Discovering a World of Metal
I was taking lessons with Adam for several years. He was a really cool guy.
I started listening to metal a lot more. I found a few friends that were just getting into metal, and together we started obsessively finding more and more new bands to listen to.
I think that is probably one of the most exciting stages of being a heavy metal fan, when you are brand new to the genre and there are 100s of bands for you to discover and listen to.
We would spend our lunchtimes at school sharing the bands we had found and listening to new ones.
We started going to gigs together, mainly power metal gigs in London. The very first gig I went to was Threshold, with Balance of Power and Power Quest; who were playing at the Underworld in London.
Then my friends and I got really, really into Dragonforce. They had released Valley of the Dammed and Sonic Firestorm was fresh on the scene, and we would go see them play in London.
We saw them several times, and for a while a few of us were really active on Dragonforce’s online forum.
Like (at least what seems to me) a large amount of metal fans, my friends and I wanted to start a band, so that is what we did:
The First Band
As I slowly improved at my guitar playing, it turned out that a few of my other friends at school were also learning instruments, and we got together and formed a band.
We put some adverts online, and somehow found a singer. The singer would travel from Wimbledon to Uxbridge for our band rehearsals.
There were some local rehearsal studios in Uxbridge that we used and we would go there once a week. We would write our own songs and hack our way through them.
The quality of the music was… debatable.
But we really enjoyed it. It was the coolest thing ever.
In fact, one of my favourite experiences in life to this day, is that feeling of playing heavy metal with others.
It’s just awesome.
We had a myspace page and a little website and everything. We gave the myspace page an Egyptian feel, spelling the band name in hieroglyphics (I was totally into Ancient Egypt at the time).
We played together for a year or so, and then someone we knew was at music college. They had a project where they had to record a band, so we took a day off school and went to their college to record a few songs.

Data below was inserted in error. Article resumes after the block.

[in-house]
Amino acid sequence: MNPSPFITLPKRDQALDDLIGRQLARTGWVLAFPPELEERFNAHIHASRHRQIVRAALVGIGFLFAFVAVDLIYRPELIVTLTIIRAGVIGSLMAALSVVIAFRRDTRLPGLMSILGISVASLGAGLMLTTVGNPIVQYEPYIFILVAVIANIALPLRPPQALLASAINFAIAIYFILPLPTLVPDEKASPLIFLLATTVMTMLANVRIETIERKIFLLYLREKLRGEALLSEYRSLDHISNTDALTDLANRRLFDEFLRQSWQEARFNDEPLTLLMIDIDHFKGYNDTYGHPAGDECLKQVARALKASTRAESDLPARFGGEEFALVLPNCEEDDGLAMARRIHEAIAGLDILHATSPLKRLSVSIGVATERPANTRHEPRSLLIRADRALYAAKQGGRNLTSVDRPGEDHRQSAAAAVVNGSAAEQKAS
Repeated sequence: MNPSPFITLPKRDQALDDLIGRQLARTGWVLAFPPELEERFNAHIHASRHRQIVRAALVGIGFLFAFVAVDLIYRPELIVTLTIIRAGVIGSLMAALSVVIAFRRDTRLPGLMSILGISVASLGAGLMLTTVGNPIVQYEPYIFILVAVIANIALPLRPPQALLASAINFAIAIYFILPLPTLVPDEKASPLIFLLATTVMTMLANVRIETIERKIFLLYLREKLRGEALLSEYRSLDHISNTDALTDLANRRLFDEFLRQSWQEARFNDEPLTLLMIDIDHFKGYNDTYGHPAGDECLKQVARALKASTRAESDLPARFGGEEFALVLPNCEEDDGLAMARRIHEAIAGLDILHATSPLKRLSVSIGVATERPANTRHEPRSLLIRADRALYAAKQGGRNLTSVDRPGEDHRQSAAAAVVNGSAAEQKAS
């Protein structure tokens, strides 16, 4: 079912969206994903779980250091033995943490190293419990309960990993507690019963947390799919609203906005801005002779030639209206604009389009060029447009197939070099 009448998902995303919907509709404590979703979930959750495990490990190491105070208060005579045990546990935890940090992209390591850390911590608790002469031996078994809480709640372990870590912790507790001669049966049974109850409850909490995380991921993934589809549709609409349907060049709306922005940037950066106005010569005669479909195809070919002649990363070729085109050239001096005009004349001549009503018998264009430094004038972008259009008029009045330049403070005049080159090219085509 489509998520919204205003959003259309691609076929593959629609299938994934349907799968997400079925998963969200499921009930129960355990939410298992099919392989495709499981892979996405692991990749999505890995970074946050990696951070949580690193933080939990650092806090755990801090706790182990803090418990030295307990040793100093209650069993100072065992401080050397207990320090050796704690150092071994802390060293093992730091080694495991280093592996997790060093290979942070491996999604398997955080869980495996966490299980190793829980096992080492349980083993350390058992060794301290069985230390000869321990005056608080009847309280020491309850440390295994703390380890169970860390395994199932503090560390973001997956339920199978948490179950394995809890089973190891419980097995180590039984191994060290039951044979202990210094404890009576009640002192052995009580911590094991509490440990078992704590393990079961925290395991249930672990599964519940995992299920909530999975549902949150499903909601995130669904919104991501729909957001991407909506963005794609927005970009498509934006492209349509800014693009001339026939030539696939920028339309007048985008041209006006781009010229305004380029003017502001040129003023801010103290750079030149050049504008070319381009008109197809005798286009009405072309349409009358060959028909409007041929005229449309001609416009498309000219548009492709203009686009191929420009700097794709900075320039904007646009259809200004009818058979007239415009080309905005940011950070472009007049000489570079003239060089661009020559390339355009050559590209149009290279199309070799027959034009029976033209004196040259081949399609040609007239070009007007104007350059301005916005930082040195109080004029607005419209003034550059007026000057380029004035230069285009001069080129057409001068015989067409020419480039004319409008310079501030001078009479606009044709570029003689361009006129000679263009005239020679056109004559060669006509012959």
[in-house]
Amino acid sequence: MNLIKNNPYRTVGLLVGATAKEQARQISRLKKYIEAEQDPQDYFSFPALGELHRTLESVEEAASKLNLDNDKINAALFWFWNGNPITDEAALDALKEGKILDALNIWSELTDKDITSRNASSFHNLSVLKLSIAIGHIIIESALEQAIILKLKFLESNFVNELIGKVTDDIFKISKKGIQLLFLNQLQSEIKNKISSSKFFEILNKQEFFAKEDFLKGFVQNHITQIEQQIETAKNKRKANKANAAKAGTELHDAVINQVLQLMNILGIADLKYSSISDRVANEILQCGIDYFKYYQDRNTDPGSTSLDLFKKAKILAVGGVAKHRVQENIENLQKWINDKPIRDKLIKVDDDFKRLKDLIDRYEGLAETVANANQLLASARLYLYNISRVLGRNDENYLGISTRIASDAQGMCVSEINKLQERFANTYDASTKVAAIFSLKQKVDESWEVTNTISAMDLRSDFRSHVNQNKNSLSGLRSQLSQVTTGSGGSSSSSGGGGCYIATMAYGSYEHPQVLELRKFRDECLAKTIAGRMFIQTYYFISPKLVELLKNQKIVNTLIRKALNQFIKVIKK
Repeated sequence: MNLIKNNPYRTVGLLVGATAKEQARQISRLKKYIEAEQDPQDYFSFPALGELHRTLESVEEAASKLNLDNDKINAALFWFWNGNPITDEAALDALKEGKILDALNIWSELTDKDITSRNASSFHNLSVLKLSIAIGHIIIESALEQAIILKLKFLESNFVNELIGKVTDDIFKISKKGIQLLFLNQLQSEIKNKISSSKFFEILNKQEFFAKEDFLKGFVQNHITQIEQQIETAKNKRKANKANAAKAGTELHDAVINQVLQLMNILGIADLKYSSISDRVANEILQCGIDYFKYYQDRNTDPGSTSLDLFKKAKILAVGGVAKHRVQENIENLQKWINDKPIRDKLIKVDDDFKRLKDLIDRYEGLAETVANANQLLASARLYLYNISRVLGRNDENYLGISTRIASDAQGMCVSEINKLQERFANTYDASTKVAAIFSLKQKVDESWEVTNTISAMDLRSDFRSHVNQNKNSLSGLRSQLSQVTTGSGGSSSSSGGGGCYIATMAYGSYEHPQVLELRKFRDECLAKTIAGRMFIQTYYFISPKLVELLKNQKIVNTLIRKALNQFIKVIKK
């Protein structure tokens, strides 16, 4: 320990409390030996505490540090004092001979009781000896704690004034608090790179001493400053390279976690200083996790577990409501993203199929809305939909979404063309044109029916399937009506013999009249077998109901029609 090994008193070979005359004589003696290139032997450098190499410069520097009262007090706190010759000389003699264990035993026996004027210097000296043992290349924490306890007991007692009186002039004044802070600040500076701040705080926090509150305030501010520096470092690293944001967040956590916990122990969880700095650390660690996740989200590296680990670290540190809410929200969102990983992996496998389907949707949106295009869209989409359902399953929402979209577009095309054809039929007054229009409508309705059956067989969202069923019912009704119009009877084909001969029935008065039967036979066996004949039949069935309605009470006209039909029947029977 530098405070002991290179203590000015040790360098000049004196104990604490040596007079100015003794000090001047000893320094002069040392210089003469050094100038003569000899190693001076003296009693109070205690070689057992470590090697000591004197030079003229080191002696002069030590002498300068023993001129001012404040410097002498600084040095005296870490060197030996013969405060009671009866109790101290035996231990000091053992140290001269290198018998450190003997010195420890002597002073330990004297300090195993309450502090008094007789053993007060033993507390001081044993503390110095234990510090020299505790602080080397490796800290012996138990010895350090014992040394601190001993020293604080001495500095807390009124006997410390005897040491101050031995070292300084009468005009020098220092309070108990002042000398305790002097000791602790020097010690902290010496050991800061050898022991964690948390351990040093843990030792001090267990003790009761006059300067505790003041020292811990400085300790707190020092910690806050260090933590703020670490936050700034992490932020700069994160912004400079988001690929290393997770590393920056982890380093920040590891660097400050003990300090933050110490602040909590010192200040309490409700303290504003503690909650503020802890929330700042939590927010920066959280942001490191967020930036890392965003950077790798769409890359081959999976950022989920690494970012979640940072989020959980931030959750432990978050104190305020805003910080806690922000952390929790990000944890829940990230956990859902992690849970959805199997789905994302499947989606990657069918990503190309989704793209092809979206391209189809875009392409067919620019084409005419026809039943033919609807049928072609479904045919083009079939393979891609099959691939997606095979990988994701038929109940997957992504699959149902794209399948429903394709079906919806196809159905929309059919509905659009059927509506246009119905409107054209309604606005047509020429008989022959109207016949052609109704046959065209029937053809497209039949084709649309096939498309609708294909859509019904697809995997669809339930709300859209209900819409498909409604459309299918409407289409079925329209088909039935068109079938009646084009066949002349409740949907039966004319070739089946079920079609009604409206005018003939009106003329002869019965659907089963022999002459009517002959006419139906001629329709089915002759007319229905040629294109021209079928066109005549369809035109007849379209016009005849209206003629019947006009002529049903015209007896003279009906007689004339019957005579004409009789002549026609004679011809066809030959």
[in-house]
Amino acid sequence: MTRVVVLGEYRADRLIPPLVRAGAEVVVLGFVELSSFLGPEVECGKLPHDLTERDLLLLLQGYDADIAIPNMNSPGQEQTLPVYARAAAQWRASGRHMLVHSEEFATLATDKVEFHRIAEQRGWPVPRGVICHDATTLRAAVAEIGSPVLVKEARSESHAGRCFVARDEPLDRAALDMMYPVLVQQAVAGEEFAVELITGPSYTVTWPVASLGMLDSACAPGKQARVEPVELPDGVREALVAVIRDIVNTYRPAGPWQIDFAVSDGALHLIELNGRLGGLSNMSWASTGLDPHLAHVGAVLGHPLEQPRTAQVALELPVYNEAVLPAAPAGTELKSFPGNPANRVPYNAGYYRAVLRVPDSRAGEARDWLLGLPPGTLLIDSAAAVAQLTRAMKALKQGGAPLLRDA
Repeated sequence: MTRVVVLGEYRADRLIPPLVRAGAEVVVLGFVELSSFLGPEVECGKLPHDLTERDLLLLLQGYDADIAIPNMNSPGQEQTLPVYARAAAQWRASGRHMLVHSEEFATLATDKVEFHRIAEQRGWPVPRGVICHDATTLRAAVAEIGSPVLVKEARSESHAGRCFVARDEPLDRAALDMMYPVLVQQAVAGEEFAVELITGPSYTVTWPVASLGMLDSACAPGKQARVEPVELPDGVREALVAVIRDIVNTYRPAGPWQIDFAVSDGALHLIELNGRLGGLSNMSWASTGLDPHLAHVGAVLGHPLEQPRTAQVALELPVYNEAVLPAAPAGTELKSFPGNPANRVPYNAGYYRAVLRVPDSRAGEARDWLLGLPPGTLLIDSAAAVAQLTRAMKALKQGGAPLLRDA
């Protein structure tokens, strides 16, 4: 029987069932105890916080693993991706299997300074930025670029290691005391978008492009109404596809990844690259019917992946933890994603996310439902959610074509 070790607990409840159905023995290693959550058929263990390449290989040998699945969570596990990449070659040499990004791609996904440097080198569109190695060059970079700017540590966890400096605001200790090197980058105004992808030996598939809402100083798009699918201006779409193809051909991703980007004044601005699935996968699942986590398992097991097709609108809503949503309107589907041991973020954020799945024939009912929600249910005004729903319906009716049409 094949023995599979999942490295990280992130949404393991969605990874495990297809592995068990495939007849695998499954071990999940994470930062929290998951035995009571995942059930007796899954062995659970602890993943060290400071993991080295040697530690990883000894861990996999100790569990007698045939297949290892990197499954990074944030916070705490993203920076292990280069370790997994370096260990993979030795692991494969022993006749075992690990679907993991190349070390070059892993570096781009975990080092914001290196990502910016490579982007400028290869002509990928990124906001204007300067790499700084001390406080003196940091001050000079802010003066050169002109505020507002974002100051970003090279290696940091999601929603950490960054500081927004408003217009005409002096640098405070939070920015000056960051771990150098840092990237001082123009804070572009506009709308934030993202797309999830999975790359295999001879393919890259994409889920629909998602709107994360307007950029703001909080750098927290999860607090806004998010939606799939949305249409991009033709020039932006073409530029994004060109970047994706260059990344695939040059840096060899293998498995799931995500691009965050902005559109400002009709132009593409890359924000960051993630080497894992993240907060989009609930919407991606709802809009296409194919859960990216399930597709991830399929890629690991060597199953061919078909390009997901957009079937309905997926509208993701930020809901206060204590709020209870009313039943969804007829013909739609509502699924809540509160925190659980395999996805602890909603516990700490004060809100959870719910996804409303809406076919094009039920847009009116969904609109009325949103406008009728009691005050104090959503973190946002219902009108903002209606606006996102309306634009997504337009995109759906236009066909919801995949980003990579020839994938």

In the end, they said we played so badly, that they deleted all the files. For sure we didn’t play great, but it would have been nice to have at least heard them!!
A few months go by, and eventually we got the kid at school who did the sound for the school assemblies to record us. We booked the drama studio for a day, made a monumental amount of noise, and somehow recorded 4 songs for a CD.
It was crazy fun. The CD wasn’t very good!!
I don’t think we ever played a show, but we had a lot of fun in that band.
After that band, I finished school and went to university.
Heavy Metal Adventures at University
University was a lot of fun.
I went to the University of York to get a 4 year masters degree in astrophysics.
I moved into the university halls (which were a big shared accommodation) and by chance, the guy living on the floor above me was a drummer (and since became one of my best friends).
At the start of university, there was a big event called “Freshers Fair”, which is where all the university societies have a stall and you can go around finding which societies you want to join.
So my new friend and I went there, and found something called The Band Society (shortened to BandSoc). We join, and goto their jam night, which was conveniently 10 metres walk from our halls.
It was my first time playing live properly. The idea for the jam night is everyone has some beers and jams some riffs on stage with each other.
I jammed on stage with my new drummer friend and another guitar player who also happened to be called Sam. He’s a cool guy and has done a couple of albums, we still talk from time to time.
I remember being so nervous that I had my back turned to the (limited) audience for the entire jam!
Nerve wracking, but a lot of fun.